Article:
With the recommendation from my friend Tammy, I signed up for a Yin and Yoga Nidra workshop by Laura Forsyth. Coming from an ashtanga background, I had pretty much no expectations going in. Tammy described it as a power nap and when you come out of it, you’re in a deep state of relaxation. SOLD!
A quick wiki search prior to the workshop resulted in this description:
Yoga nidra or “yogi sleep” is a sleep-like state which yogis report to experience during their meditations.
I’ve been to a restorative yoga class before, so I thought maybe this was a variation of a mega-deep savasana with a bit more guided meditation. Wow. It was and more!
First, I want to comment that there are a LOT of props. Ashtanga is a prop-free practice, so I thought I was all good with a bolster and a blanket. Laura instructed us to grab 2 or 3 blankets, maybe a block, an eye pillow… Pretty much whatever you could get your hands on. I watched as other more seasoned yin and yoga nidra practitioners set up their little nest of props, and I did my best to follow along. A blanket along the length of the mat. A blanket folded up to make a little pillow for your head. A blanket to cover yourself so you don’t get cold. An eye pillow to block out the light. A bolster under the knees. Maybe a block UNDER the bolster to really give your knees and back a bit more support.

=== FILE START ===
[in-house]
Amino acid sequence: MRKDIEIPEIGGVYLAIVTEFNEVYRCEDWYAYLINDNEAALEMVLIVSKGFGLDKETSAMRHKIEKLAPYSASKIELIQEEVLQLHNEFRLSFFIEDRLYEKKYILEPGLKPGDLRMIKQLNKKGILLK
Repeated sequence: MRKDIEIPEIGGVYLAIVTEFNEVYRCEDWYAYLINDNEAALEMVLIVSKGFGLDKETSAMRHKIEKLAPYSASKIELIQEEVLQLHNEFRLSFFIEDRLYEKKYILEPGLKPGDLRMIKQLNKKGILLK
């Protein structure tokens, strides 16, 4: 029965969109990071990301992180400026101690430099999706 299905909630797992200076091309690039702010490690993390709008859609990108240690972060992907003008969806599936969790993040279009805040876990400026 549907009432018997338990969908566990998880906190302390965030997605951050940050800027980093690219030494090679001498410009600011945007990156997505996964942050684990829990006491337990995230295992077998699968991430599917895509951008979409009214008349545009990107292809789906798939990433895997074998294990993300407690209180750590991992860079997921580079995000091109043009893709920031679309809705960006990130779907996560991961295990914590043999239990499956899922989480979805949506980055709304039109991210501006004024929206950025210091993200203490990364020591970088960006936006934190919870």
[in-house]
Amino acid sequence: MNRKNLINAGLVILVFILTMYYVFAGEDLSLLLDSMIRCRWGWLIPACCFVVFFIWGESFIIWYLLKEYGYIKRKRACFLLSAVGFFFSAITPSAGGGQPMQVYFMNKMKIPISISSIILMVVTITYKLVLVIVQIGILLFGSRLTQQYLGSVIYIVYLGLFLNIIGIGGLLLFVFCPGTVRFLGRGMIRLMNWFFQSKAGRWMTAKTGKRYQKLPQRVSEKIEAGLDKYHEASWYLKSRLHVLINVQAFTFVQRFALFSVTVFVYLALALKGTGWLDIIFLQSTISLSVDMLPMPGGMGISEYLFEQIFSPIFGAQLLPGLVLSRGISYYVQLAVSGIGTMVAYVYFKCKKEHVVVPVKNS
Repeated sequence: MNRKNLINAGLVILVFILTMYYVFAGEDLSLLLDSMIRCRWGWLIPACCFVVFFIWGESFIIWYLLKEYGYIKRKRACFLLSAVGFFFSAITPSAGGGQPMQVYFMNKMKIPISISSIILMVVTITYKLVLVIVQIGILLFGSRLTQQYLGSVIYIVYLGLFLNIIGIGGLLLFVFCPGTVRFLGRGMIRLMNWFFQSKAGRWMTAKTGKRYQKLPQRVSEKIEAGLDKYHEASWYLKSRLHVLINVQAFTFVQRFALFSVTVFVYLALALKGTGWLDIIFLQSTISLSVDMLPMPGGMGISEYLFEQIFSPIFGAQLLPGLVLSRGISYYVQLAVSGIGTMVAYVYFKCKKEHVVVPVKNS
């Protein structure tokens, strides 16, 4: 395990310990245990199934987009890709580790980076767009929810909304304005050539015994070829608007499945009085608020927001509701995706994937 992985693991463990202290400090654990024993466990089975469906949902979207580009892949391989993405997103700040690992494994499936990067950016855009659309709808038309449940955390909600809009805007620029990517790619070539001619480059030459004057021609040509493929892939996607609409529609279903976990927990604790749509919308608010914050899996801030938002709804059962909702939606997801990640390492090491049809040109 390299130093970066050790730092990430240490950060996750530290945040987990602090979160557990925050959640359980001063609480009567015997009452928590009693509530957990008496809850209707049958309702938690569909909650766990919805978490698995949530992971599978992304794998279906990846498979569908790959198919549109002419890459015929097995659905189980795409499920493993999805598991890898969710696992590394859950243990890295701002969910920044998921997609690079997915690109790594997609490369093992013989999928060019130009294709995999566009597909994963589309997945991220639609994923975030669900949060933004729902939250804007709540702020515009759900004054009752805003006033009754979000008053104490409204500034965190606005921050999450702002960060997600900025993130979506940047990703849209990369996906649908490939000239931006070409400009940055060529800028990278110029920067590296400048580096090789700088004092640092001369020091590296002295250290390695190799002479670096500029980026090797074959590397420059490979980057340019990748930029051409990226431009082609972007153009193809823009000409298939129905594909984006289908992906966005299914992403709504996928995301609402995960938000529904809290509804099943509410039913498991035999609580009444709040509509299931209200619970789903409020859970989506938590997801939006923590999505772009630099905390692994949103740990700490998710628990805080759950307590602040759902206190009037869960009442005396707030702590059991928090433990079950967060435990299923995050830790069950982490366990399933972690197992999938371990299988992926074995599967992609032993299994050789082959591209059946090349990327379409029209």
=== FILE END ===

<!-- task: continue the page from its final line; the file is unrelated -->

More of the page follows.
We jumped right in to this supported savasana with Laura’s voice to guide us. We were there maybe 15 or 20 minutes. I don’t know. I couldn’t get a sense of time because I fell pretty deep into a relaxed state. Maybe I fell asleep too. I have no idea. I might as well have been in a time warp! But when the little clinging of her bell started to pull us closer to the surface of consciousness, I felt completely relaxed. All the bad nights of sleep I had while sick vanished.
The yin part of the workshop had us relaxing into child’s pose, pigeon and a wide-legged forward fold for a number of minutes each. Those were more to clear the meridians and get some fresh prana (aka chi in Chinese medicine) moving through our bodies. I love these restorative postures that let you slowly get really introspective into them, and they also seem to release all sorts of pent up stress in the hips and groin.
We closed the workshop with another 20 or so minute nidra practice. I was completely blissed out in the end. I couldn’t believe my body was capable of relaxing so fast and so deep just with the guidance of a teacher’s voice and some extra blankets. Of course, now I want to experience this every time I lie down on my mat! So I found some links with Yoga Nidra scripts.
The frugal in me thinks I could record myself reading the scripts and use that to guide myself through the different stages of relaxation. I also found a link with some embedded YouTube audio for when I’m tired of hearing my own voice.
Thank you, Laura, for a new experience that I absolutely loved. And thank you to Tammy for the recommendation!
Have any of you tried Yoga Nidra before? What was your experience?